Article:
97 Table H 1. Continued Study Participants by Group (E = Experimental Number; C = Control N umber) Mean Age Body Image Measure Intervention Type Intervention Length (weeks) and Intensity Asci, Kin, & Kosar (1998) 1. E = 15 (Aerobic) C = 15* (Placebo) Age range = 19 28 Physical Self Perceptions Profile Physical Attractiveness Group 8 Moder ate 2. E = 15 (Aerobic) C = 15* (Placebo) Age range = 19 28 Barenholtz (1995) E = 25 (Resist. + Aerobic, TX) C = 25 (No treatment) Middle school EDI Body Dissatisfaction Scale Group 6 NP Bartlewski, Van Raalte, & Brewer (1996) E = 15 (Aerobi c) C = 28 (Placebo) E & C = 22.12 Body Esteem Scale .87) Group 10 NP Ben Schlomo & Short (1986) 1. E = 5 (Aerobic) C = 5* (No treatment) Age range = 21 45 Tennessee Self Concept Scale Physical Self subscale Group 6 Hard/Very Hard 2. E = 4 (Aerobic) C = 5 (No treatment) Age range = 2145 Bowden, Rust, Dunsmore, & Briggs (2005) E = 140 (Resistance + Aerobic) C = 77 (Placebo) University SPAS 12 item Group 16 NP Brown & Harrison (1986) Young: E = 21 (Resistance) C = 21 (No treatment) E & C = 21.5 Tennessee Self concept Scale Physical Self subscale Group 12 Moderate & Hard Mature: E = 23 (Resistance) C = 18 (No treatment) E & C = 44.4 Brown, Morrow, & Livingston (1982) E = 50 (Aerobic, TX) C = 50 (Placebo) E = 24.2 C = 20.5 Tennessee Self co ncept Scale Physical Self Group 14 NP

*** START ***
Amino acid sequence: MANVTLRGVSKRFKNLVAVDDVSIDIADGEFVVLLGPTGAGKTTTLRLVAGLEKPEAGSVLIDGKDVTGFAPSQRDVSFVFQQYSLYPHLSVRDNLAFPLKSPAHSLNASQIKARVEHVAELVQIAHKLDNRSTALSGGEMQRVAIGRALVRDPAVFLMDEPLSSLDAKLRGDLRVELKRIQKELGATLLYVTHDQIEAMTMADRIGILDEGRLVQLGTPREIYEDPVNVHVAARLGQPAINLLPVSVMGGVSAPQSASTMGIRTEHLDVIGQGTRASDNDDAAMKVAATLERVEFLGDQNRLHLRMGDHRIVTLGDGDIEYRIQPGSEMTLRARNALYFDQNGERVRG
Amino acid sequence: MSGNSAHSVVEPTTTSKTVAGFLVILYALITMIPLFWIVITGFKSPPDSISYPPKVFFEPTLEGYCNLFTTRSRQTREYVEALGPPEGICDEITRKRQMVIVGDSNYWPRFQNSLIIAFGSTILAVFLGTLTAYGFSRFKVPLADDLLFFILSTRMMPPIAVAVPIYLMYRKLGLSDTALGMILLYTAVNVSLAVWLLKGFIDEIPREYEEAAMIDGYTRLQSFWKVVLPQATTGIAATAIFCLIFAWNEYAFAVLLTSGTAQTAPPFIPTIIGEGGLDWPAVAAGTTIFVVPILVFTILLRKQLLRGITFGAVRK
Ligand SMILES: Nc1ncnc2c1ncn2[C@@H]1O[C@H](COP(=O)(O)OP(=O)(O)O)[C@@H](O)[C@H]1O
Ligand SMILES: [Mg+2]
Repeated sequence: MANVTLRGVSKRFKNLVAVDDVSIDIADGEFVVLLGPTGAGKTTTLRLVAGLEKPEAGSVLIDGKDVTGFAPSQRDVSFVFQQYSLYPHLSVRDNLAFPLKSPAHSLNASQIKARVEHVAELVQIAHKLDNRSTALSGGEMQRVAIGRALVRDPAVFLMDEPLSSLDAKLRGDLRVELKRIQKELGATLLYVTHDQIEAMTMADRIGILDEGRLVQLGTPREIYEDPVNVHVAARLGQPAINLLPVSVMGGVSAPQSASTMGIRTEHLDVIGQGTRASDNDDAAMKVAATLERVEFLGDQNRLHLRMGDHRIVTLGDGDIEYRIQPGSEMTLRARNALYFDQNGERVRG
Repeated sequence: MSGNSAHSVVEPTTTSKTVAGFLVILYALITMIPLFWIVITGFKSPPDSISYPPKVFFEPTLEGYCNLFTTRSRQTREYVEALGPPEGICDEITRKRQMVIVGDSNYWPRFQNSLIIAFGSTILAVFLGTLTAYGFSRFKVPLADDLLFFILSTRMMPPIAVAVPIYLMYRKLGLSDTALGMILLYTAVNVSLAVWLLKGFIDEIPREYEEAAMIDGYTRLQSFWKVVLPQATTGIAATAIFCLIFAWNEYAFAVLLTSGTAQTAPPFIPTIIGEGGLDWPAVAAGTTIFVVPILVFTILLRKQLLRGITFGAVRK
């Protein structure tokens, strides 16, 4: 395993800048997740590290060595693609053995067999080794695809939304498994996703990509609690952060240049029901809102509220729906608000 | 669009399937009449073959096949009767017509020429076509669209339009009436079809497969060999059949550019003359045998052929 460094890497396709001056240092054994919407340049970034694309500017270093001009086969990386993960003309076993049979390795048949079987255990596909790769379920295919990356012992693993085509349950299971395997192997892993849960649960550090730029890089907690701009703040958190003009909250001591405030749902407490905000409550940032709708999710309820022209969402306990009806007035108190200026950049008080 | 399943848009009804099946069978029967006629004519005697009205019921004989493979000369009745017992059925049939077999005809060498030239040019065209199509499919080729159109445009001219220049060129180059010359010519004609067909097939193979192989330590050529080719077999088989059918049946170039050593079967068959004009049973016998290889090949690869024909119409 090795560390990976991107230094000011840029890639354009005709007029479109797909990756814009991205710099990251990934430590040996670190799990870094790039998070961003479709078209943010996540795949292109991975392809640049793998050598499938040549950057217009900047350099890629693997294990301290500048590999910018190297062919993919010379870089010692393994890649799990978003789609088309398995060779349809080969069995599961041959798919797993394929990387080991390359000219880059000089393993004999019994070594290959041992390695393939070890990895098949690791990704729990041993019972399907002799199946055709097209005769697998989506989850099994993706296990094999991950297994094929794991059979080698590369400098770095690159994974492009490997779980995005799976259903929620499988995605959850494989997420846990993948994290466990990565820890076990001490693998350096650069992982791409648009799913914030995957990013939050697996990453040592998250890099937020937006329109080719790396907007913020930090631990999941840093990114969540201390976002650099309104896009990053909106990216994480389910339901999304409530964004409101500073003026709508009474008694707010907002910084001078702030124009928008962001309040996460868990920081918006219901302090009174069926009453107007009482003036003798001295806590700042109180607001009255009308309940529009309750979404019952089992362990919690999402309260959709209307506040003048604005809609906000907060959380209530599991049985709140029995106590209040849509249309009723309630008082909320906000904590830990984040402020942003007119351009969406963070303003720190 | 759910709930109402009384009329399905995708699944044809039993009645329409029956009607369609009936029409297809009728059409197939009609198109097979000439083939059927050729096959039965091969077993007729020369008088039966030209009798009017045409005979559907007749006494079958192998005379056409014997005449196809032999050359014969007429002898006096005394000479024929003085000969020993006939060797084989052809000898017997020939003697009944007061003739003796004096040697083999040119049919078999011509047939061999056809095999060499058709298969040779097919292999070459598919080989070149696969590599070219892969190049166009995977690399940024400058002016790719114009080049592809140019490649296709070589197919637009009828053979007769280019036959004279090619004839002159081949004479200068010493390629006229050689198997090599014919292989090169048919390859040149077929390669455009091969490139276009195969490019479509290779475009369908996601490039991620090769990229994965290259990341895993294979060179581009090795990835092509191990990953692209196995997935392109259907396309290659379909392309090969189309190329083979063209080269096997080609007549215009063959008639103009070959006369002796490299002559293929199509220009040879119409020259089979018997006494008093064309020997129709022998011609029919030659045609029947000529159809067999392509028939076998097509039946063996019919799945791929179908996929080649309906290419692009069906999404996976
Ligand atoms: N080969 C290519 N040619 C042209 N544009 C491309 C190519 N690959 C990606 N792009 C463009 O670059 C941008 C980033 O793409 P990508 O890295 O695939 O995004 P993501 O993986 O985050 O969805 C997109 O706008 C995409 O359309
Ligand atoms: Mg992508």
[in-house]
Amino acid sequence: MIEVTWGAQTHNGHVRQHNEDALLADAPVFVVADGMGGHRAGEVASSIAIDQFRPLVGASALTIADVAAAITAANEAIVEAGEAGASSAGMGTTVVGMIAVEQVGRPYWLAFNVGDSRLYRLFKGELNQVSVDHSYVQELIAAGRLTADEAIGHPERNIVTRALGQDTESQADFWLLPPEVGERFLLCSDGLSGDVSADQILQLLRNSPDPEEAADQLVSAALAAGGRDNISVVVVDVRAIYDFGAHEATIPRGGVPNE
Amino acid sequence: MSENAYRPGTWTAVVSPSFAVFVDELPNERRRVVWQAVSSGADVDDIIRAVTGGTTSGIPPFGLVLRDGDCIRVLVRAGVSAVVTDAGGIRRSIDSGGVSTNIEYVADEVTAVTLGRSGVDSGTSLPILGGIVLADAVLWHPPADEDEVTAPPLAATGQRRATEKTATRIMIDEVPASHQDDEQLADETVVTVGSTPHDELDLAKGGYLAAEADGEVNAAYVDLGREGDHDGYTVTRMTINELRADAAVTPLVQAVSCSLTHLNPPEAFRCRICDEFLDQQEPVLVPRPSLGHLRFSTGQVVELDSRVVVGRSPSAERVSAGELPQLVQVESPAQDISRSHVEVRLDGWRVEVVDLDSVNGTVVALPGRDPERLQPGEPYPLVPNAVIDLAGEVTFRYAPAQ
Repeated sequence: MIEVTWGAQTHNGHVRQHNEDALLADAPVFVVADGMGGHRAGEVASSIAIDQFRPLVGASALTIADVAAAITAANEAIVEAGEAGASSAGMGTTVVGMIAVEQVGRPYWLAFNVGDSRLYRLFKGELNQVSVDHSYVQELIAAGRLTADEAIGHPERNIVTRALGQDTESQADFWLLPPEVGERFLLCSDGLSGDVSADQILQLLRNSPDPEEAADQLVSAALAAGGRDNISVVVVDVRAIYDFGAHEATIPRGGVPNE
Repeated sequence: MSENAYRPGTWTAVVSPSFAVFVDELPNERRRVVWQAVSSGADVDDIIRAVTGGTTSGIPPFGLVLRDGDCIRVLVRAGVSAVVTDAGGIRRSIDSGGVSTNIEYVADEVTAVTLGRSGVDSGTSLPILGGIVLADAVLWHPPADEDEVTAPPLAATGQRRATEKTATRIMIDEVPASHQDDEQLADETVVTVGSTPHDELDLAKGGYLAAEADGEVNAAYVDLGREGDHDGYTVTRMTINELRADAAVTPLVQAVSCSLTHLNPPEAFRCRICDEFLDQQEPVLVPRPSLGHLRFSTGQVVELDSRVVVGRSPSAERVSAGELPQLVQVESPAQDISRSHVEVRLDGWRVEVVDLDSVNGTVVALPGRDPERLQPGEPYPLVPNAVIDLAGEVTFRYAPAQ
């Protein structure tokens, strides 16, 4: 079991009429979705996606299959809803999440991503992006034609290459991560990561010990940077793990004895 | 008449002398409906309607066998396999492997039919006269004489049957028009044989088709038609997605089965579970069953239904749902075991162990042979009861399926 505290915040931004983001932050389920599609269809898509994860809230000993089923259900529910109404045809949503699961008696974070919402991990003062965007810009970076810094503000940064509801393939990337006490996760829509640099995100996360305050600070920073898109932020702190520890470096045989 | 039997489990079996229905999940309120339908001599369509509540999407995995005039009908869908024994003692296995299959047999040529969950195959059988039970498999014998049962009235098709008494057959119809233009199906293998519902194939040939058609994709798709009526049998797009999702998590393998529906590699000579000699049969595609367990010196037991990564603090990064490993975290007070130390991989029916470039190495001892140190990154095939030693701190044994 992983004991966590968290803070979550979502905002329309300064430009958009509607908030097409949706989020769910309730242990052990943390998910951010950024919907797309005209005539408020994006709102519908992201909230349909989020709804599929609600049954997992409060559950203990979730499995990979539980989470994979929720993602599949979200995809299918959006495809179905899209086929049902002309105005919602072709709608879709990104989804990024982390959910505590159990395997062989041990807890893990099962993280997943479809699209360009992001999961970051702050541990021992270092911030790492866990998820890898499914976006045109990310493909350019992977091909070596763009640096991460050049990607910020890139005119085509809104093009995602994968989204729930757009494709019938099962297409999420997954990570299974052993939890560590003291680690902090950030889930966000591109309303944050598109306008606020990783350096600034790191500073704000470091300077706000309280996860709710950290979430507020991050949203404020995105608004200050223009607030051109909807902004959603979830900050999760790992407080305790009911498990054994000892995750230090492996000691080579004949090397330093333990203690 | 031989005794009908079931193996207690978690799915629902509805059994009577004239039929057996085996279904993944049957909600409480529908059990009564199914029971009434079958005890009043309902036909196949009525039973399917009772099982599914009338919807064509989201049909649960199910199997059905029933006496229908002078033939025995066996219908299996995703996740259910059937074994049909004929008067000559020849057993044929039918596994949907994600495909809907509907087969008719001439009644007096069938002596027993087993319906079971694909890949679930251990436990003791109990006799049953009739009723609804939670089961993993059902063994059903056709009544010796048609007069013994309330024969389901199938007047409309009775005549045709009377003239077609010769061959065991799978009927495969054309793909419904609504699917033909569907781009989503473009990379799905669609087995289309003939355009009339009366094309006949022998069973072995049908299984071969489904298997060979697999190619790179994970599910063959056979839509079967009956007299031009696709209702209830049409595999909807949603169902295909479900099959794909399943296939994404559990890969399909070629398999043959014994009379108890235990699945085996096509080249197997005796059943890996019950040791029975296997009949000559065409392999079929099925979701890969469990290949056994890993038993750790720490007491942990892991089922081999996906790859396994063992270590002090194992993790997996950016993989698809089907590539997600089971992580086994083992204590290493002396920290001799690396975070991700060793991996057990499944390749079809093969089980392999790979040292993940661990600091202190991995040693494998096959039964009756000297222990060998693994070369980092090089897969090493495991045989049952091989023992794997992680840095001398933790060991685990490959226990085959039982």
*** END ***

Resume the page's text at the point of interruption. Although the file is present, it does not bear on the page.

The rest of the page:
98 Table H 1. Continued Study Participants by Group (E = Experimental Number; C = Control Number) Mean Age Body Image Measure Intervention Type Intervention Length (weeks) and Intensity Brown, Wang, Hinkle, Webber, Ahlquist, Puleo, et al. (1991) 1. E = 11 (Resistance) C = 12* (No treatment) NP Body Cathexis Scale NP 12 Light 2. E = 11 (Resistance) C = 12* (No treatment) NP 3. E = 9 (Resistance) C = 12* (No treatment) NP 4 E = 14 (Resistance) C = 12* (No treatment) NP Brown, Wang, Ward, Ebbeling, Fortlage, Puleo, Benson, & Rippe (1995) 1. E = 12 (Aerobic) C = 17* (No treatment) E = 52.7 C = 52.1 Body Cathexis Scale Group 16 Moderate 2. E = 18 (Aerobic) C = 17* (No treatment) E = 53.4 C = 52.1 16 Light 3. E = 15 (Aerobic, TX) C = 17* (No treatment) E = 53.7 C = 52.1 4. E = 7 (Martial arts, TX) C = 17* (No treatment) E = 50.9 C = 52.1 Cocklin (1989) 1. E = 22* (Aerobic) C = 24 (Act ivity) E = 25.62 C = 31.21 Body Cathexis Scale Group 8 Hard/Very Hard 2. E = 22* (Aerobic) C = 23 (No treatment) E = 25.62 C = 27.83 Collingwood (1972) E = 25 (Resistance + Aerobic) C = 25 (Placebo) Age range = 18 26 Body Attitude Scale Evalua tive subscale Group 4 NP Daley, Copeland, Wright, Roalfe, & Wales (2006) 1. E = 28* (Aerobic, TX) C = 30 (No treatment) E & C = 13.1 Children and Youth Physical Self Perception Profile Attractive Body Adequacy subscale Individual 8 Moderate 2. E = 28* (Aerobic, TX) C = 23 (Activity) E & C = 13.1